Purfling serves no purpose in the structural or musical functioning of the guitar, but if you enter a good guitar shop or high-end show, you’ll notice that many discriminating guitar buyers focus their eyes on the purfling lines before looking over anything else. It’s easy to separate an experienced builder from the others by how cleanly executed the inlay and miters of a guitar’s purfling scheme are.
It’s a big deal, and so we at Luthiers Mercantile pay a lot of attention to our purfling offerings, making sure you have the selection you need to nail the perfect look, and the quality you need to put your next instrument on the proverbial top shelf! We also have a number of useful tutorials available for the beginner (at the end of this article).
Here’s an overview:
Black white lines: We have dozens and dozens of options here, as this is among the most popular approaches to trimming the guitar. You can avoid getting lost in all the varieties on our website by using the helpful filters (the search window will in most cases truncate or over-serve your needs with the options it produces). Our filters are the same as you find on myriad other websites, but we have produced a short, helpful video if you need help using the filters to find what you need. Among the black/white options (called “laminate” purflings) are materials like wood, plastic, and fiber. Fiber is a wood-based product that is valued for its ease in nding, crisp color and affordable price (it glues-up with regular wood glues). If you do not find a pre-layered strip to your liking you can combine single black and white lines to make something custom.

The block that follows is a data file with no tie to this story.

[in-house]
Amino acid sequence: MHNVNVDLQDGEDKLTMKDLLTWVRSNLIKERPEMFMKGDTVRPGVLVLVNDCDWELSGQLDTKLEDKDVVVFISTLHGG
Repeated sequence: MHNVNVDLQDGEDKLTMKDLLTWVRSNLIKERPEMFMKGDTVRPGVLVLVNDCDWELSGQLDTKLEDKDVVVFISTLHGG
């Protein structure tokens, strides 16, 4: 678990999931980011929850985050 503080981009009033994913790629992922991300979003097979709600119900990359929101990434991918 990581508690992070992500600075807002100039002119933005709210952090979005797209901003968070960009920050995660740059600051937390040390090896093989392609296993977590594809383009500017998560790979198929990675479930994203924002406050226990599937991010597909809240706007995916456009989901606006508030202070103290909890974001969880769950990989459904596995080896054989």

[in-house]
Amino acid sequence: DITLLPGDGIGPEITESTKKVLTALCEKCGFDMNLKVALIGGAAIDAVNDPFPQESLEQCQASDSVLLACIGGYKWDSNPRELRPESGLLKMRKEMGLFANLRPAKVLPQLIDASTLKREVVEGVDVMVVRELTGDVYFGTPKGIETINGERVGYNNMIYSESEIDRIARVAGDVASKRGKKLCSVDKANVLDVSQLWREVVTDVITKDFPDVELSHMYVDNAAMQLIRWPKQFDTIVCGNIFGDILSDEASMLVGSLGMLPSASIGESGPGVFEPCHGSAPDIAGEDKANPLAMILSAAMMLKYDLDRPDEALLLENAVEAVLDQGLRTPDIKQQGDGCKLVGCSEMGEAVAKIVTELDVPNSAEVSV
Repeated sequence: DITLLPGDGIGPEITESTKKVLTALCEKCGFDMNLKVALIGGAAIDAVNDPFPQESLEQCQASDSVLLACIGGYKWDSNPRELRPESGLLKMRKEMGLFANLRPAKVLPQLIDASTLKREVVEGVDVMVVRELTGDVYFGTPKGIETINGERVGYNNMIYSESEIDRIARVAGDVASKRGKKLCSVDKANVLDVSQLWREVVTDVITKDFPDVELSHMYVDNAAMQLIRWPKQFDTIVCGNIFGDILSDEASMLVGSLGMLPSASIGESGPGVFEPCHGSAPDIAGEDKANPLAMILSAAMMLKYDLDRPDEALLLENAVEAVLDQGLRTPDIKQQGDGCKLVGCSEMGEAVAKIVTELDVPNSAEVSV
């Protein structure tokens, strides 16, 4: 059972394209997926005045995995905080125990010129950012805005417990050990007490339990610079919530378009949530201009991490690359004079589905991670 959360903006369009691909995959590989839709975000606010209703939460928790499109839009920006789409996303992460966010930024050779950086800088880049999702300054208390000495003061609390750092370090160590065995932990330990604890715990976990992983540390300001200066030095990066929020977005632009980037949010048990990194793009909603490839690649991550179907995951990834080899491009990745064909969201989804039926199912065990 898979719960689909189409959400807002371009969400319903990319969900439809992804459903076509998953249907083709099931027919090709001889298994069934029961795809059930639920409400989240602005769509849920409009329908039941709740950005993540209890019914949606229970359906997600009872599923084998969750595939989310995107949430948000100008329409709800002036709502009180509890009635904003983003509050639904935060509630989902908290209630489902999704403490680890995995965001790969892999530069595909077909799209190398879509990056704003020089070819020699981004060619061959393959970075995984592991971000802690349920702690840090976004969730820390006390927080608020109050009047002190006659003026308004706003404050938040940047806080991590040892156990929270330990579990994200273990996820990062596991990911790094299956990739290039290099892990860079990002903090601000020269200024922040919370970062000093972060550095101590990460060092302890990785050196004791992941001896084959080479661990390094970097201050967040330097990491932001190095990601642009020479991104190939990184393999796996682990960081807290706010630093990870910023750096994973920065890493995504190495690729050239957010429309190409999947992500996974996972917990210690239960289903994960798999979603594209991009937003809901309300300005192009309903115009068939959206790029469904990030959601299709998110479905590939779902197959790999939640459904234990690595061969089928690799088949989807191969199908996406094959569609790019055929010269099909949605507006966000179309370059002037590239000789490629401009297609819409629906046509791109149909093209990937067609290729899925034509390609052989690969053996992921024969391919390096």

Wood Strips: Luthiers Mercantile sells wood strips in several sizes in Maple, Rosewood, and while supplies last, Bloodwood. In addition, we have colored wood strips made from Poplar. These are pressure dyed (the color evenly permeates the whole strip) in a rainbow of cool colors. The colors match our colored veneers, which can be easily sliced using a sharp knife or Exacto blade to create unique widths and layers.
Marquetry strips: Marquetry is the art of combining either naturally colored or dyed wood pieces into an inlaid picture, but also includes the production of patterned strips. The herringbone strips, available in bold and fine patterns, is the most commonly used pattern in guitar making, but we offer a variety of others as well. The marquetry purfling strips are stiff and need to be bent like wood binding. We are able to bend to a variety of common shapes for you if you wish!
Shell Purfling: Installing shell purfling is the most time-intensive motif for the builder, but it’s well worth it. Once again, we have a lot to offer, so use the filters on our website to focus in on some useful options. Shell slab strips are sold by the inch and each one measures close to an inch. We measure them out for each order, so if you order 20, you might get 19, 20 or 21 strips to equal 20 inches. The Abalam strips are longer (a consistent length in this case) and so a little easier to install, and the figure is more consistent and stronger overall than the slab alternative. Both types are available in curved and straight strips and several options for width. One can work entirely with the straight strips but when working around the periphery of the guitar, most choose a combination of curved and straight pieces—about 50/50. Typically the binding is glued down with a Teflon holder strip (available here) in place of the shell purfling. After the glue dries, the Teflon is removed and the shell pieces are forcibly broken into the channel and glued in with cyanoacrylate. We also sell the flexible Zipflex strips, which are the easiest to install and are made from real shell.
Purflex: Developed by renowned luthier Bruce Petros, the Purflex strips are the most ornate of our offerings and are installed via a very unique process. Study Robbie O’Brien’s helpful installation video before deciding if this is for you. If so, you can be sure the results are well worth it!
Photo courtesy of Baranik Guitars.